• fluid activity (pressure due to fluids in pore spaces within the original rocks)

All of these factors vary widely and result in different types of metamorphism depending upon which factor is dominant. The three main types of metamorphism are:

  • Contact (also known as thermal) metamorphism: this is produced by high temperature, low pressure, low strain and variable fluid pressure. It is normally produced by igneous rocks such as granites intruding into older colder rock sequences within a few kilometres of the Earth’s surface.
  • Regional metamorphism: this is produced by variable temperature, high pressure, variable strain and variable fluid flow and is normally created by tectonic processes within the Earth at variable depths.
  • Dynamic metamorphism: this is produced by variable strain, variable pressure, variable temperature and high fluid pressure and normally occurs in active fault zones.

Contact and dynamic metamorphism are usually restricted to localised areas whereas regional metamorphism affects large areas of the crust, sometimes over tens of thousands of square kilometres. Contact metamorphism occurs as zones a few hundred metres wide around large igneous intrusions while dynamic metamorphism is restricted to fault and thrust zones only a few tens of metres thick. All three types of metamorphism can overlap.

 Compositional groups

Metamorphic rocks can also be classified according to the chemical composition of the original source rock (protolith). Using this system, there are five main groupings:

  • Pelitic: formed from aluminous sedimentary rocks, commonly shales and mudstones. These contain abundant micas. Common metamorphic minerals in these rocks include andalusite, kyanite, sillimanite, cordierite and staurolite.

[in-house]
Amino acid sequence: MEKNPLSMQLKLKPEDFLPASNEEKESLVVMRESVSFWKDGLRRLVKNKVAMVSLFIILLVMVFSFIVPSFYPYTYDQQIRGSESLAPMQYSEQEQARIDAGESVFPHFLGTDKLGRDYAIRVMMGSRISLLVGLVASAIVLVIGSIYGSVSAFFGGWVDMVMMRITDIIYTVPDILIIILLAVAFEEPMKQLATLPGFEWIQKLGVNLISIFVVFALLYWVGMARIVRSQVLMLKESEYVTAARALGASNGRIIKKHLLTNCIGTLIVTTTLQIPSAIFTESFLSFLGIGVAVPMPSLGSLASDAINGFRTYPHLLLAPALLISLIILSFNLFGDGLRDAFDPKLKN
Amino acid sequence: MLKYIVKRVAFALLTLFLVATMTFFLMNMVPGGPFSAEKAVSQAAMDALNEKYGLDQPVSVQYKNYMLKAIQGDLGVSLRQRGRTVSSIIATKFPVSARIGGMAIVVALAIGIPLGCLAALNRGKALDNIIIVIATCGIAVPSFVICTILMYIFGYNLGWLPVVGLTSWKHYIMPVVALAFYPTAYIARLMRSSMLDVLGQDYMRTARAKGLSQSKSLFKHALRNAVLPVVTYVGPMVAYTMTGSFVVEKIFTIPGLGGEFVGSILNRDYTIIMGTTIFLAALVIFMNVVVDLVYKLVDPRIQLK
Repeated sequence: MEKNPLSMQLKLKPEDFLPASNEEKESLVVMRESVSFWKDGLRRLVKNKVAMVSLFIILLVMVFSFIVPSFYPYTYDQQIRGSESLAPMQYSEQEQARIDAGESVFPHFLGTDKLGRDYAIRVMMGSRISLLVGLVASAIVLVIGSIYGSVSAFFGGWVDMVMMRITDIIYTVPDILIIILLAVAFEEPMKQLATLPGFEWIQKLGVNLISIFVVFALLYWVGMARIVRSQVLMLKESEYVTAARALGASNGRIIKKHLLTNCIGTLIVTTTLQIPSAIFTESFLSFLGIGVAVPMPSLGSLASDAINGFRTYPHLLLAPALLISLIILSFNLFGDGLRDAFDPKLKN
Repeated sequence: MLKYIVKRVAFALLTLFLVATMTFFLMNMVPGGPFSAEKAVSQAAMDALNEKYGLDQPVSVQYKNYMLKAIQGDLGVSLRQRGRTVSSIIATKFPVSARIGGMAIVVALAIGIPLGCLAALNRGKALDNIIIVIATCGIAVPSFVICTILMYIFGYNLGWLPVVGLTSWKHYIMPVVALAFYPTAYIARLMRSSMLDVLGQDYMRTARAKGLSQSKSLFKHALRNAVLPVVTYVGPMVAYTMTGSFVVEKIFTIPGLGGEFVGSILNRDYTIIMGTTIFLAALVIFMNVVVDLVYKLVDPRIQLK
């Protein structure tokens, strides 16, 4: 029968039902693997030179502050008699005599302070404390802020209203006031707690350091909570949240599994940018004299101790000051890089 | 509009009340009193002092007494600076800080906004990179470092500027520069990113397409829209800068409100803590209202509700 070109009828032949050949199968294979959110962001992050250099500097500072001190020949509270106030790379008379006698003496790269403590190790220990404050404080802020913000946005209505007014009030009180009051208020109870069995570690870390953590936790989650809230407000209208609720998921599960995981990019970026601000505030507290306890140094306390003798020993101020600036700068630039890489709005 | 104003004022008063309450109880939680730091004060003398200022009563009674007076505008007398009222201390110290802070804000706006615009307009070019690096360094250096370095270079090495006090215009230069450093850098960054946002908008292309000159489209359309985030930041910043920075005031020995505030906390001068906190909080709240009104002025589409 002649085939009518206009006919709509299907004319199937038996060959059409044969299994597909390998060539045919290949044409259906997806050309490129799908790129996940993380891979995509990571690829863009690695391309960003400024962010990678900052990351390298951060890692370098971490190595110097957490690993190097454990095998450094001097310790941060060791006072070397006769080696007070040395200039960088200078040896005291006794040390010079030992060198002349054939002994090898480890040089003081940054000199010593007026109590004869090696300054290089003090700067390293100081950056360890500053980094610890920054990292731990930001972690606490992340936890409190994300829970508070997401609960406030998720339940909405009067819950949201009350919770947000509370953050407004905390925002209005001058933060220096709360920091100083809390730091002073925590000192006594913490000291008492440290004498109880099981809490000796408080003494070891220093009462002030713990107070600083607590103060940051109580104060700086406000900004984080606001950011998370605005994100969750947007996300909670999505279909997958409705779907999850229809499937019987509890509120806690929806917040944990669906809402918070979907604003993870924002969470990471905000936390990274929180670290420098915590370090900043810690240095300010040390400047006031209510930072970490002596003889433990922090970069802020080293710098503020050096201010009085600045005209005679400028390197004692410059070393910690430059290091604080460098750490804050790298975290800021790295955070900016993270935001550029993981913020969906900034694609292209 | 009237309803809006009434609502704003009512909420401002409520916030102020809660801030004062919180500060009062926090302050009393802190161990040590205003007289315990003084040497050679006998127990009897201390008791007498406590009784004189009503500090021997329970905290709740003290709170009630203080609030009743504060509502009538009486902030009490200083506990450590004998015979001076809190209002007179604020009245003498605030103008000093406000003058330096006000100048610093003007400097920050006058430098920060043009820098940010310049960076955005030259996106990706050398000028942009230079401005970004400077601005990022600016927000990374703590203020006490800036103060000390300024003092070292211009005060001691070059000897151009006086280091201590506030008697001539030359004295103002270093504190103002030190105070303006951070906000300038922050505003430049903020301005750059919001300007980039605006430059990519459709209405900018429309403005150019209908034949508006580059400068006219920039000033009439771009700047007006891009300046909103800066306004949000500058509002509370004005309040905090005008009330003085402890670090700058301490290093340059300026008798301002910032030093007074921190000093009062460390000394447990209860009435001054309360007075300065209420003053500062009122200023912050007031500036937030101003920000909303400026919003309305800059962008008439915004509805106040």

• Quartzo-feldspathic: formed from quartz-rich sandstones or felsic igneous rocks. These are characterised by high silicon and low iron and magnesium. They usually contain quartz, feldspars and micas – much like their original protoliths.
  • Calcareous: formed from limestones and dolomites. These are composed of a large variety of calc-silicate minerals such as grossular garnet, wollastonite, tremolite, forsterite and calcite.
  • Basic: formed from basaltic and andesitic igneous rocks, and impure marly sediments with significant calcium, aluminium, magnesium and iron. Chlorite, actinolite and epidote are common at low grades whereas hornblende, diopside, Ca-plagioclase and almandine garnet are common at medium to high grades.
  • Magnesian: formed from peridotites, serpentinites and impure dolomites. Talc, olivine, chlorite, tremolite and brucite are the most common minerals produced.

Metamorphic grades, zones and facies